15 November 2018

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Why helping others matters?

“We make a living by what we get, but we make a life by what we give.”

– Winston Churchill

Doing things for others – whether small, unplanned acts or regular volunteering – is a powerful way to boost our own happiness as well of those around us. The people we help may be strangers, family, friends, colleagues or neighbours. They can be old or young, nearby or far away.

Giving isn’t just about money, so you don’t need to be rich. Giving to others can be as simple as a single kind word, smile or a thoughtful gesture. It can include giving time, care, skills, thought or attention. Sometimes these mean as much, if not more, than financial gifts.

Scientific studies show that helping others boosts happiness. It increases life satisfaction, provides a sense of meaning, increases feelings of competence, improves our mood and reduced stress. It can help to take our minds off our own troubles too.

Kindness towards others is be the glue which conncts individual happiness with wider community and societal wellbeing. Giving to others helps us connect with people and meets one of our basic human needs – relatedness.

Kindness and caring also seem to be contagious. When we see someone do something kind or thoughtful, or we are on the receiving end of kindness, it inspires us to be kinder ourselves. In this way, kindness spreads from one person to the next, influencing the behaviour of people who never saw the original act. Kindness really is the key to creating a happier, more trusting local community.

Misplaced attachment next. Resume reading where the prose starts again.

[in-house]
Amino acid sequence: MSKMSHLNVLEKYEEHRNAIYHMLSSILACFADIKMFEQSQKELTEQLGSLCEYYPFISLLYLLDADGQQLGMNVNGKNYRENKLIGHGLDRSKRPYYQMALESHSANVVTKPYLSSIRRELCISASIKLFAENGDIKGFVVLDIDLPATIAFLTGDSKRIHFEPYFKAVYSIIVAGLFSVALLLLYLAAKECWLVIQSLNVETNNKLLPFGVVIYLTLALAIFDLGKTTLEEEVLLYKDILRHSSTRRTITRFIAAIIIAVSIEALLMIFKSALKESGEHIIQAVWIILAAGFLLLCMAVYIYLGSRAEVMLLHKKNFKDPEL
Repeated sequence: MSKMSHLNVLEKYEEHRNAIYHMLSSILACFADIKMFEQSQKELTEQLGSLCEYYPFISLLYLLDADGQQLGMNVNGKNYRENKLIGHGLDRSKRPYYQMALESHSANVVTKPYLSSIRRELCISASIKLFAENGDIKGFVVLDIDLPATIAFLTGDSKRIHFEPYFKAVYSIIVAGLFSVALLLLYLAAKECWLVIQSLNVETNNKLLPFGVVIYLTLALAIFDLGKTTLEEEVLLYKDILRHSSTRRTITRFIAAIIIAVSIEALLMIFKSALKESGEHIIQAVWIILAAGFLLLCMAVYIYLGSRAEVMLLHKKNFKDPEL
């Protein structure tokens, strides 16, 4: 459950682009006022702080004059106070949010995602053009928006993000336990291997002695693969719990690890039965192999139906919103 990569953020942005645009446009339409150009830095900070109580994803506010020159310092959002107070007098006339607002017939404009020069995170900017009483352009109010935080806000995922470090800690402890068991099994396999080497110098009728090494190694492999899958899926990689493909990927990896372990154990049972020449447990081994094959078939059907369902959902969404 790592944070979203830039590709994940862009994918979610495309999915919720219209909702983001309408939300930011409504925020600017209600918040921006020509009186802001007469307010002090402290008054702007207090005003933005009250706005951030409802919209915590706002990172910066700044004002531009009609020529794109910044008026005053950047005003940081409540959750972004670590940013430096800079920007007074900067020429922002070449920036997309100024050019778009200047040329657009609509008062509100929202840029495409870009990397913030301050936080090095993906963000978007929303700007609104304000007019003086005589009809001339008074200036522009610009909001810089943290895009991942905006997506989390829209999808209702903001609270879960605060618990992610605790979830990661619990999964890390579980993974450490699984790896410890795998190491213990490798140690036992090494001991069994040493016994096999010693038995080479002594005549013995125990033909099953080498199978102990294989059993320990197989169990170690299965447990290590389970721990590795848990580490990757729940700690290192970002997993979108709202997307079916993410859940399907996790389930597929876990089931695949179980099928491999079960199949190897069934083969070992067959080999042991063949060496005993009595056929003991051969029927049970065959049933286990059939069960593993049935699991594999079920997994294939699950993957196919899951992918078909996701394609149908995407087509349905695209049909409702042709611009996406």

Science shows there are strong associations between happiness and helping others. Firstly, happiness helps helping. Happy people are more likely to be interested in or be inclined towards helping others. They are more likely to have recently performed acts of kindness or spent a greater percentage of their time or money helping others.

There appears to be a relationship between happiness and helping others at every age:

  • Pre-school children who displayed empathy were more likely to have happy moods
  • High school students who said they experienced intense positive feelings were more likely to be involved in community service activities such as volunteering
  • Working adults who were happier at work were more likely to help others
  • Volunteering has also been related to many benefits for senior citizens, including greater happiness and life satisfaction.

Volunteering is also related to increased happiness irrespective of the socio-economic situation of the volunteer. What’s more people who give a proportion of their monthly income to chartable causes or spent it on gifts for others were found to be happier than people who did not spend on others, and this was regardless of income level.

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